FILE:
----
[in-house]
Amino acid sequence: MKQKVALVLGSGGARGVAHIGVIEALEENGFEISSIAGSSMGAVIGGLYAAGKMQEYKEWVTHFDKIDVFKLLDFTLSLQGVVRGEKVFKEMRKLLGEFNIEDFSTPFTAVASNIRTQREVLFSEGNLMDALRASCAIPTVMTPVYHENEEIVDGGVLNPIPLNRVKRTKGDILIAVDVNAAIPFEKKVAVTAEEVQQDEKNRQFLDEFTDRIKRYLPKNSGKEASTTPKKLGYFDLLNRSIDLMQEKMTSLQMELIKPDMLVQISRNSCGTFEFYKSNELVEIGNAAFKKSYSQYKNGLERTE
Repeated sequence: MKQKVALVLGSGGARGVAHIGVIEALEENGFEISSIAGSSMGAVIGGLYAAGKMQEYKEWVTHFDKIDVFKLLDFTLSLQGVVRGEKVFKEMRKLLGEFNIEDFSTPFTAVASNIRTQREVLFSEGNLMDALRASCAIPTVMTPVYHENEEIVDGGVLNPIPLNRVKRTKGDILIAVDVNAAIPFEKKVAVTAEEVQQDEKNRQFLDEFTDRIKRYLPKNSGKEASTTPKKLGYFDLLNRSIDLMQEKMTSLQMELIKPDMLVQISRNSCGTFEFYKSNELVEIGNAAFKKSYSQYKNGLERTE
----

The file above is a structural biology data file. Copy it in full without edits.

[in-house]
Amino acid sequence: MKQKVALVLGSGGARGVAHIGVIEALEENGFEISSIAGSSMGAVIGGLYAAGKMQEYKEWVTHFDKIDVFKLLDFTLSLQGVVRGEKVFKEMRKLLGEFNIEDFSTPFTAVASNIRTQREVLFSEGNLMDALRASCAIPTVMTPVYHENEEIVDGGVLNPIPLNRVKRTKGDILIAVDVNAAIPFEKKVAVTAEEVQQDEKNRQFLDEFTDRIKRYLPKNSGKEASTTPKKLGYFDLLNRSIDLMQEKMTSLQMELIKPDMLVQISRNSCGTFEFYKSNELVEIGNAAFKKSYSQYKNGLERTE
Repeated sequence: MKQKVALVLGSGGARGVAHIGVIEALEENGFEISSIAGSSMGAVIGGLYAAGKMQEYKEWVTHFDKIDVFKLLDFTLSLQGVVRGEKVFKEMRKLLGEFNIEDFSTPFTAVASNIRTQREVLFSEGNLMDALRASCAIPTVMTPVYHENEEIVDGGVLNPIPLNRVKRTKGDILIAVDVNAAIPFEKKVAVTAEEVQQDEKNRQFLDEFTDRIKRYLPKNSGKEASTTPKKLGYFDLLNRSIDLMQEKMTSLQMELIKPDMLVQISRNSCGTFEFYKSNELVEIGNAAFKKSYSQYKNGLERTE